TIME Diet/Nutrition

Should I Eat Salmon?

5/5 experts say yes.

This food from the sea is a no-brainer for all five of our experts.

A small 3-oz serving of wild salmon has about 156 calories and 23 grams of protein, plus 6 grams of fat. Omega 3 fatty acids are salmon’s claim to fame, “providing anywhere between 2-3 grams per 3-oz. serving,” says Julia Renee Zumpano, a registered dietitian at the Center for Preventive Cardiology Cleveland Clinic. (To put that into perspective, that’s the nutrient equivalent of taking three days’ worth of soft gels of fish oil in supplement form.) “Omega 3 fatty acids can help reduce blood triglycerides, blood pressure, and reduce swelling.”

“Wild is better than farmed,” says Dr. David Katz, director of the Yale University Prevention Research Center, an assertion with which most of our experts agree. Zumpano points out that farmed salmon may contain more saturated fat, calories, pollutants and antibiotics than wild salmon. (Salmon does have low mercury levels, however, according to the FDA.)

Farmed salmon may not deliver as many omega-3s, says Peter D. Nichols, senior principal research scientist at CSIRO Food, Nutrition & Bioproducts in Australia who’s researched long-chain omega-3 (LC Omega-3) oils. “The content of the LC Omega-3 has generally decreased in farmed salmon both in Australia and globally,” he says. “The LC omega-3 content is about half of what it used to be, although we should also note that this is still generally 10-100 fold higher than most other food groups.”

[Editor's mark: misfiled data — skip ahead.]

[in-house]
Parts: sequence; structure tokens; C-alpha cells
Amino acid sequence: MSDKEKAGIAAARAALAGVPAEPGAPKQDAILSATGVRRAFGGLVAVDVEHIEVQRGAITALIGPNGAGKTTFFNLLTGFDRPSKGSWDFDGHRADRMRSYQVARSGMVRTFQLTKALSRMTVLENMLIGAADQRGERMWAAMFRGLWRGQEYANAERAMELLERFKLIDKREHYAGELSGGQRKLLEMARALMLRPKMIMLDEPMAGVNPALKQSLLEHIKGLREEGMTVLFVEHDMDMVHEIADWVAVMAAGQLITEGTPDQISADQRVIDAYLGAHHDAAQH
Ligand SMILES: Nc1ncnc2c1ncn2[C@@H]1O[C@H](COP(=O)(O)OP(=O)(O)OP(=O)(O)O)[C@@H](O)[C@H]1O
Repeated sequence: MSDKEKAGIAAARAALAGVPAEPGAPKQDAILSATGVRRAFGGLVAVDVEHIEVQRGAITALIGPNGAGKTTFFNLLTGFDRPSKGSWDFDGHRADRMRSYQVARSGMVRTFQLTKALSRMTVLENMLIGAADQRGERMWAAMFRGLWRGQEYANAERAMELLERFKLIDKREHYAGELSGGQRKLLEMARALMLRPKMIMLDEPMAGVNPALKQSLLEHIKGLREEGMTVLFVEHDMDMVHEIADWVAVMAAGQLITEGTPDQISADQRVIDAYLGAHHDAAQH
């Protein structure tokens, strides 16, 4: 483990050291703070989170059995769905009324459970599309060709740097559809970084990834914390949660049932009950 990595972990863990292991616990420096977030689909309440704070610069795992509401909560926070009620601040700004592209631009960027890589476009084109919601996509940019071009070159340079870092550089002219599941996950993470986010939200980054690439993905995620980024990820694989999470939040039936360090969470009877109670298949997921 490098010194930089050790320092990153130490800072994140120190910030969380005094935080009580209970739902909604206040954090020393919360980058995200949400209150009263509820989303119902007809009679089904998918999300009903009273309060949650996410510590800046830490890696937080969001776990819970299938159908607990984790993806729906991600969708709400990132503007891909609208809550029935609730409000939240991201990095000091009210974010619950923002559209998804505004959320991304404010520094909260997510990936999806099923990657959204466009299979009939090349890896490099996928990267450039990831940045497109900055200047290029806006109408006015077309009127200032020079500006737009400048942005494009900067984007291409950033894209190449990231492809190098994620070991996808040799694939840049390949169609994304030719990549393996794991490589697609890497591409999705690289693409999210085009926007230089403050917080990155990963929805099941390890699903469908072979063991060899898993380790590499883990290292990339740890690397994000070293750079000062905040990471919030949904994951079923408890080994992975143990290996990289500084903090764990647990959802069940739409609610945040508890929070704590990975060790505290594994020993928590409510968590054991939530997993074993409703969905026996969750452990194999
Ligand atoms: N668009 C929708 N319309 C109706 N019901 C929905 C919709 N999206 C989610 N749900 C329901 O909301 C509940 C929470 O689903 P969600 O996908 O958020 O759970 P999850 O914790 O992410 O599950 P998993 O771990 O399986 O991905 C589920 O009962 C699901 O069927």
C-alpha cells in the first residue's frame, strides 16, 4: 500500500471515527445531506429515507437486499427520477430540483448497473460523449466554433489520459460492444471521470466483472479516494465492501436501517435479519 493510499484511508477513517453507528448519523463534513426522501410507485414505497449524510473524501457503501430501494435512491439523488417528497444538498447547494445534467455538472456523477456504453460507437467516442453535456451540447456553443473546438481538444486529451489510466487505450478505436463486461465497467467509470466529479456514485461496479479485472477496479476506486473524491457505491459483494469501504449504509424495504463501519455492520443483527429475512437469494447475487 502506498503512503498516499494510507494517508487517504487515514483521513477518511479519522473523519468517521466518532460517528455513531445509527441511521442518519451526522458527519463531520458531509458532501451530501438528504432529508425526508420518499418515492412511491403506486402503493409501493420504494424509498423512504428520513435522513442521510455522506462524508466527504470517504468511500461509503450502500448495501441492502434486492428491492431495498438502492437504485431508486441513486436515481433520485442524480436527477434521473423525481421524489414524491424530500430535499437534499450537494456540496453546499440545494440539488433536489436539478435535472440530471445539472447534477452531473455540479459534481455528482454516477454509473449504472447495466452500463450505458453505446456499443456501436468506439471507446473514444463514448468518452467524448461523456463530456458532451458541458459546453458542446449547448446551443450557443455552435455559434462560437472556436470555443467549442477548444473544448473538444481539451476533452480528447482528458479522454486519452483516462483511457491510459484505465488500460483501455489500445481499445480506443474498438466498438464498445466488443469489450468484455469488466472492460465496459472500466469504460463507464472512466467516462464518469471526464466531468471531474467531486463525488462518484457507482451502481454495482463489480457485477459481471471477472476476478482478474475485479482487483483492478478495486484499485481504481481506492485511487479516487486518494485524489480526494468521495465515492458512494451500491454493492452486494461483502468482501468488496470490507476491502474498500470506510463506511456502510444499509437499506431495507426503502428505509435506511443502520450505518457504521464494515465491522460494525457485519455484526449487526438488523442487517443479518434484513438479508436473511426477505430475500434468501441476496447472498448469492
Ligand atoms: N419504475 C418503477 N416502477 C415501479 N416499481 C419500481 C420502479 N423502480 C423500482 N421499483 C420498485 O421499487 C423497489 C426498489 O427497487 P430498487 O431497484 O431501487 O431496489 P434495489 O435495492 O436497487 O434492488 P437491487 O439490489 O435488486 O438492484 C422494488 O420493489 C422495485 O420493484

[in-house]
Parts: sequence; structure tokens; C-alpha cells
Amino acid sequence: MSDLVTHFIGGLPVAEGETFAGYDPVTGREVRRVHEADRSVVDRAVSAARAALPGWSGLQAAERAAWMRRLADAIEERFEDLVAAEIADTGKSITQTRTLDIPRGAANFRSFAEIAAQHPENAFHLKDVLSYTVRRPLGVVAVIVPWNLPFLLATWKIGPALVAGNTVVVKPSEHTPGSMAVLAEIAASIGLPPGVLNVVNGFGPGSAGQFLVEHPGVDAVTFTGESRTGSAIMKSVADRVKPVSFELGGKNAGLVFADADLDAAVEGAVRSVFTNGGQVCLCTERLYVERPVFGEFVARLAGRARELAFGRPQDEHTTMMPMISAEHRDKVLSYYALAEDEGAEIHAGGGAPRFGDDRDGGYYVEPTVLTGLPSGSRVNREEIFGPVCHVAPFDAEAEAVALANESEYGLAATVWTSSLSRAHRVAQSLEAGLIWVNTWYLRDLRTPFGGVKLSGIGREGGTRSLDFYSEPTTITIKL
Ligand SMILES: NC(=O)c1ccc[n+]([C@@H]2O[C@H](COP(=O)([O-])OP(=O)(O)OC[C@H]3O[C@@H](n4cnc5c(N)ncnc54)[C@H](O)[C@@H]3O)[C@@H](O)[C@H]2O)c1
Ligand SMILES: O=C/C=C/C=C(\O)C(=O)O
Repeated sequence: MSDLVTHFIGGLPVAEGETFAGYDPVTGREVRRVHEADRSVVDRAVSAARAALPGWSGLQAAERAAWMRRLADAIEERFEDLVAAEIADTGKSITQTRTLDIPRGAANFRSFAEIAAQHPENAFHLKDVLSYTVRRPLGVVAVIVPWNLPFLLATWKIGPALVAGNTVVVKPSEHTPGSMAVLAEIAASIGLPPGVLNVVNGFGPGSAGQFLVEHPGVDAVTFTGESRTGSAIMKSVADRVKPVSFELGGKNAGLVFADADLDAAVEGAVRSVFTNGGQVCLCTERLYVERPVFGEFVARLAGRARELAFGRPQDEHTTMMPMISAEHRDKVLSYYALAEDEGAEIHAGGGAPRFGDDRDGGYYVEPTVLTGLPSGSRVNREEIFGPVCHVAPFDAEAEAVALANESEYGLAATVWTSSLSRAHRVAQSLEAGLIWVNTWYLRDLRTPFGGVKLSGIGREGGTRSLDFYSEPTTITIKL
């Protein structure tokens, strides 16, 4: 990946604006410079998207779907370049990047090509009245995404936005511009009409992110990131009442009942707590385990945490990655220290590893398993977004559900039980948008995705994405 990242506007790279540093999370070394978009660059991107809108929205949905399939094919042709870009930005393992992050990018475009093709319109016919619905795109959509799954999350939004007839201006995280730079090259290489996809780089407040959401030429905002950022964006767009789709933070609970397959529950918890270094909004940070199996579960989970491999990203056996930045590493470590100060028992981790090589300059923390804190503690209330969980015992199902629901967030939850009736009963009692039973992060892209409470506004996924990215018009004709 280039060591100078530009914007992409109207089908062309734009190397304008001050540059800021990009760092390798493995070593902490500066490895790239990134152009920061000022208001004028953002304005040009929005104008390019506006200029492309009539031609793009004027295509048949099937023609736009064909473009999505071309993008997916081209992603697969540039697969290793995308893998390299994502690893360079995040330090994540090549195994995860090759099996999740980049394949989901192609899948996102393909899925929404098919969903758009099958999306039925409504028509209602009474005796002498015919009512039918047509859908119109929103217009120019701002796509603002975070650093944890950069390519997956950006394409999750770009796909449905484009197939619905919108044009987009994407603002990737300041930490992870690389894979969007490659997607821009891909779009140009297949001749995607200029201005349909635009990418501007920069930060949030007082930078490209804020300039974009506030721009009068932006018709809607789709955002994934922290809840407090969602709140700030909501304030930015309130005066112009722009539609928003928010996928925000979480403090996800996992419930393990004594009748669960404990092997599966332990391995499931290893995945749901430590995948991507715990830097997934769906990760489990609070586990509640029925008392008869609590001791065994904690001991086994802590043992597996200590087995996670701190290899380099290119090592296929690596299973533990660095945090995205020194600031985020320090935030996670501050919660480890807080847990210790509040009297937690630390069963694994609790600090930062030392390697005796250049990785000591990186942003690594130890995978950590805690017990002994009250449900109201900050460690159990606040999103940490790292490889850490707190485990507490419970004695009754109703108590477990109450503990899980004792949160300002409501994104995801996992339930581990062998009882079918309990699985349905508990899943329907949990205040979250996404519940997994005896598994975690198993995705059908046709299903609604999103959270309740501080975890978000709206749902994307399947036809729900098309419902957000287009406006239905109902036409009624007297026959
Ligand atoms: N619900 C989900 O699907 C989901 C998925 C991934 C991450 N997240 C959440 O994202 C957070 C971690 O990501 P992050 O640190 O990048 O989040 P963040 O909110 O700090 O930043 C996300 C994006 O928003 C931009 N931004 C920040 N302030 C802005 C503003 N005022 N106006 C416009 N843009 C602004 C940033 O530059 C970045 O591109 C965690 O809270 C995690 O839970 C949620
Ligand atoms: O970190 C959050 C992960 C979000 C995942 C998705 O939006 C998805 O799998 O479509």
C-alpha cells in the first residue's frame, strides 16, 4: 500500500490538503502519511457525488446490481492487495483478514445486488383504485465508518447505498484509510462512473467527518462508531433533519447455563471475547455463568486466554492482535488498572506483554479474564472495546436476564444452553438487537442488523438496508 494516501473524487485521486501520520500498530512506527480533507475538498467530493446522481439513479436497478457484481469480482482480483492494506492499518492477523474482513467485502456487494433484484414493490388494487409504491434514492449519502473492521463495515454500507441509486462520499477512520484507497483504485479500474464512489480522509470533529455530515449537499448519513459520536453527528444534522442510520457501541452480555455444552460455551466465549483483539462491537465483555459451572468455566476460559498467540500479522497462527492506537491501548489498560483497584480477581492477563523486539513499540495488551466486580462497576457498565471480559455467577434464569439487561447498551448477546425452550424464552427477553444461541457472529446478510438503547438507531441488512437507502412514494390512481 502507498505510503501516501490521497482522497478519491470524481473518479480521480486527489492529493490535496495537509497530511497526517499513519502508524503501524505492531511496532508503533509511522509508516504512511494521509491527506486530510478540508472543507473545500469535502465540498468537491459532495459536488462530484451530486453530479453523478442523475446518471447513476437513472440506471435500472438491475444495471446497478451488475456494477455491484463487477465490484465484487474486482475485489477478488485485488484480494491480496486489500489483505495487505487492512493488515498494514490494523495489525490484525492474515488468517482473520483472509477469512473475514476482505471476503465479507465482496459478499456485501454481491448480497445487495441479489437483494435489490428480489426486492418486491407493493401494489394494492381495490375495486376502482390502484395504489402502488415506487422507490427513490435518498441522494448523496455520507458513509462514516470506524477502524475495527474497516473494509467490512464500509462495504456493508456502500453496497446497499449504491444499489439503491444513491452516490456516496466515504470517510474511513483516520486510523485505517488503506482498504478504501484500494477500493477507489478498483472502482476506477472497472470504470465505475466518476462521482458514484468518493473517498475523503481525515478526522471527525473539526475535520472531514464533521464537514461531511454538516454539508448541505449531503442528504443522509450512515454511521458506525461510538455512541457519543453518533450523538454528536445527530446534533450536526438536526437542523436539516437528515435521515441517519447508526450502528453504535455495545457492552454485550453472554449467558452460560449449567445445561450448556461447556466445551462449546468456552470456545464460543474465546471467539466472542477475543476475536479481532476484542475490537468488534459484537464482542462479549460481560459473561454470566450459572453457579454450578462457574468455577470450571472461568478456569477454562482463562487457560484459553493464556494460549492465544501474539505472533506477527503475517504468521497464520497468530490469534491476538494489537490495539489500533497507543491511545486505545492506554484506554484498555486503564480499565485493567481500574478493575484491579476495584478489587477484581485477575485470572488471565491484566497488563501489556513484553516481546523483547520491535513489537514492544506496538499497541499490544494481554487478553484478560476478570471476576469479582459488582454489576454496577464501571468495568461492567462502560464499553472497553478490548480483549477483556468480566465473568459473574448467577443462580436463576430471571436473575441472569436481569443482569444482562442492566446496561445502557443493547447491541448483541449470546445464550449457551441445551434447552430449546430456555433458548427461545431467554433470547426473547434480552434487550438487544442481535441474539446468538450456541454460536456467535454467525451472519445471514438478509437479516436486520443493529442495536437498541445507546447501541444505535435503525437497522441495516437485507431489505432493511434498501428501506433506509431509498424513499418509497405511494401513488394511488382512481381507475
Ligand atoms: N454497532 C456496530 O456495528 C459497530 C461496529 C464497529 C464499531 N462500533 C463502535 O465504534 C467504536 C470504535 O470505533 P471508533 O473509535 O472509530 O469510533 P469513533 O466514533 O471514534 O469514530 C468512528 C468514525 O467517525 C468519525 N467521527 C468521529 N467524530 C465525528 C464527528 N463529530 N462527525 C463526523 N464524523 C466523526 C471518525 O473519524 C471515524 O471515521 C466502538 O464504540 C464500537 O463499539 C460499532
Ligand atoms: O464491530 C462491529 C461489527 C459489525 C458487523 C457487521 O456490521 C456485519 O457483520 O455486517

Not all farmed salmon is bad, though, says Tim Fitzgerald, director of impact in the oceans program at the Environmental Defense Fund. “Although most generic farmed salmon—often labeled ‘Atlantic’ in stores—still comes with a variety of environmental concerns, a number of new companies are upping their game and showing that salmon farming doesn’t have to be on everyone’s ‘avoid’ list,” he says. A few of his favorite sustainably farmed salmon standouts are Atlantic Sapphire, Kuterra and Verlasso. Fitzgerald also likes arctic char as an alternative to farmed salmon. “It’s closely related to salmon—so looks and tastes very similar, it’s farmed responsibly, and has a price point somewhere between Atlantic and wild Alaskan salmon.”

For the overall most sustainable salmon, choose wild Alaskan salmon, says Kimberly Warner, a senior scientist at Oceana, a nonprofit focused on ocean conservation. “Wild Alaskan salmon are managed well in the U.S.,” she says. It’s expensive, but you’ll be getting an especially good deal during the summer salmon season (and buying fish in season means the fish is most likely to be honestly labeled, she says).

But don’t forget: not every fish worth eating comes on ice. “Virtually all canned salmon is wild-caught in Alaska,” Fitzgerald says, “so you can get all of the environmental and health benefits for just a few dollars.”

salmon
Illustration by Lon Tweeten for TIME

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